At a series of roundtables in Mumbai, the platform’s actors, directors and head of the film division say there is reason to cheer
On the occasion of International Women’s Day, Netflix put together a series of roundtables featuring women filmmakers and actors to talk about how the role of women, both in front of the camera and behind it, has changed over the years. Ranging from Lust Stories and Paava Kadhaigal to Masaba Masaba and Tribhanga, an increasing number of stories about and by women are finding place in Netflix’s lineup.
As a platform, the streaming service has been very vocal about its commitment to fostering inclusivity. Recently, the company released its first ‘inclusion report’, which revealed that women comprised 47.1% of its workforce internationally. “We are happy to report that we are pretty close to 50% in terms of employee ratio even in India. We’ve had a great run in the movies as well. For 2020-21, 50% of our creators are either female producers or female directors. Across films and series, 50% of the protagonists were women,” says Srishti Behl Arya, Director, India Original Films, Netflix.
On Masaba Masaba: When director Sonam Nair was putting together the crew for Masaba Masaba, a hybrid show that marries fact with fiction, starring the mother-daughter pair Masaba and Neena Gupta, she found herself gravitating towards women. “In season one, our producer, the director, all the writers, most of the lead actors and most of the HODs, except for the cinematographer, were female. I instinctively felt that with something like a Masaba Masaba, a woman would know what’s on a character’s bedside table. Or when Neenaji is putting a face pack on, they’d know what kind of face pack. Basically, I didn’t want to explain the details of their intimate lives to every single person,” she explains.
Nair knows a thing or two about giving opportunities to women. In 2013, when she made her directorial début with Gippi, she was the first female director to be hired by Dharma Productions, one of Hindi cinema’s best known studios. “There was a vast difference in the before and after of getting my film greenlit. Afterwards, I noticed that all the young girls in the office were going, ‘Okay. She’s done it. Maybe we can do it too’,” she says.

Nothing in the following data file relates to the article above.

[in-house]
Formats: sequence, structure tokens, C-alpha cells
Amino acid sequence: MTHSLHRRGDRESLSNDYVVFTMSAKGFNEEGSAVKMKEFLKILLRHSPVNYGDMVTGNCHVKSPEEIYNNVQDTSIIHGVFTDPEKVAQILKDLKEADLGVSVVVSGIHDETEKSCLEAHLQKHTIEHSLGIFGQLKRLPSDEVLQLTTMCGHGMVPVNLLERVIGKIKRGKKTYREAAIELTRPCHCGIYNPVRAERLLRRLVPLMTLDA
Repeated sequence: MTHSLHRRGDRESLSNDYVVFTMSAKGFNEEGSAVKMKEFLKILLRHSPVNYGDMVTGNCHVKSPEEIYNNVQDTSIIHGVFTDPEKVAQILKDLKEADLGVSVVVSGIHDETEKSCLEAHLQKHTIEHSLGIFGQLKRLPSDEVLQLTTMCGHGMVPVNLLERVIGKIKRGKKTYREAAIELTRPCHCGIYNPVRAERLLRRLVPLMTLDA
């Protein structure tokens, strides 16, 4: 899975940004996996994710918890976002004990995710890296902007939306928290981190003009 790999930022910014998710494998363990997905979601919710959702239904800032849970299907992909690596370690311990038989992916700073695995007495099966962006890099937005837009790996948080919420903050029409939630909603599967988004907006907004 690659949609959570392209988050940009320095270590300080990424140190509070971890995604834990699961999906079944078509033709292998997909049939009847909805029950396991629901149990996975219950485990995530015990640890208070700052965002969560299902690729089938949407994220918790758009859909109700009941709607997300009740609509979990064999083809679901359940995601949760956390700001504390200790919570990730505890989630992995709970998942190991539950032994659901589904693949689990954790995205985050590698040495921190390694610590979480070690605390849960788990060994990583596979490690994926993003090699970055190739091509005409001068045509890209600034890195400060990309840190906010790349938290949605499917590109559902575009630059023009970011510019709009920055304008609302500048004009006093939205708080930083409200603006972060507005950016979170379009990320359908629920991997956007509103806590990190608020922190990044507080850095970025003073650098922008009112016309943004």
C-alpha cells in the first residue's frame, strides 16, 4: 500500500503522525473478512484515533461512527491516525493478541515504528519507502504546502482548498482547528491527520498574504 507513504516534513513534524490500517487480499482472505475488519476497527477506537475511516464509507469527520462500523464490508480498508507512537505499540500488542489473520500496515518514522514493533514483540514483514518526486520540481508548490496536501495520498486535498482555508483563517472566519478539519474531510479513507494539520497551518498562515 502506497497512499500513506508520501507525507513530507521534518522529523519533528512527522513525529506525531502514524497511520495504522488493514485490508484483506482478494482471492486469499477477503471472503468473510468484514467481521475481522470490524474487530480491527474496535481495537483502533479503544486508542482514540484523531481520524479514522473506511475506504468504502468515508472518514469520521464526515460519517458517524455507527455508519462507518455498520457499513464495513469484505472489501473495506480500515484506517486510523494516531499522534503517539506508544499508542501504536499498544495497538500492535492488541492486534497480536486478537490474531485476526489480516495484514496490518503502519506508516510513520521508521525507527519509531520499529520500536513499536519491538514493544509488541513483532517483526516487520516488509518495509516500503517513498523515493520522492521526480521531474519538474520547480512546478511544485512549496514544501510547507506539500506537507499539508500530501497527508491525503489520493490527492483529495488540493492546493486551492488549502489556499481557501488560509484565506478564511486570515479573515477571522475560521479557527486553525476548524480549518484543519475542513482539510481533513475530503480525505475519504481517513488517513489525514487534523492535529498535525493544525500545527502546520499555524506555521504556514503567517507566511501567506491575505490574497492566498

Not just lip service: While there are more stories being told by women and about women, there are still many hurdles to clear. Author and filmmaker Tahira Kashyap Khurrana, whose short film Pinni is currently on the platform, as a part of an anthology titled Zindagi in Short, says, “Everyone’s challenges are unique and individual. Personally, being a married woman with two kids and being married to a certain profile [her husband Ayushmann Khurrana is a well-known actor] has been a challenge. But I feel that we’re headed in a good direction. It is not just lip service anymore and writing slogans for women empowerment — we can actually see it happening now.”
Focus on the flawed: Renuka Shahane, who made her directorial début with Tribhanga starring Kajol, Tanvi Azmi and Mithila Palkar earlier this year, believes that mainstream Bollywood is a behemoth that’s slow to embrace change. “Take Tribhanga for example; after the narration people asked, ‘There’s no hero in the film? How can a film be made without a hero? There must be some romance or there must be a man. There are no songs to save it?’ And so, there is nothing they would want to put their money on. Also a story like this still cannot be told in the mainstream without making it adult content, because we have a different system of censoring films,” she explains. The first barrier most women filmmakers face is at the pitching stage. “People are still sceptical about putting their money on female-centric stories, especially those where the females are flawed or slightly unconventional,” adds Shahane.
A woman’s perspective: Palkar, who Shahane directed in Tribhanga, knows quite a bit about playing an imperfect but real character on screen. The first two seasons of Little Things, a sleeper hit about a live-in couple that touches upon modern romance and gender politics, was solely written by the show’s lead and creator, Dhruv Sehgal. “We had always spoken about having a female writer on board for the show. For the third season, it definitely helped to have the girl’s perspective. The story is finally not just told through Dhruv’s lens,” says the 28-year-old. Season four of the show is expected to drop later this year.
Character play: Women actors are often sidelined because of the age discrimination in the industry. While their ageing male counterparts continue to get meaty roles, women either completely stop working or are relegated to ‘mother’ roles. This, too, is slowly changing, believes actor Neena Gupta, who has found a second wind with films like Badhaai Ho and Mulk and the web show Masaba Masaba. “Just look at the character I played in Badhaai Ho. She is so much more than being just the hero’s mother. She isn’t in the story just to ask if he’s eaten or why he had gone to meet a girl. She is an individual, a woman first and then a mother and that is a huge difference,” says Gupta.
Unboxing roles: A future when a character’s gender doesn’t take away his or her individuality, and a ‘female’ director is referred to just as a director, is what women in cinema are hoping for. “Also, the baggage that comes with being a ‘female director’ — because you are expected to tell a certain kind of story. Not to be boxed in is the real challenge,” concludes Ayesha Sood, one of the directors of the docuseries Indian Predator.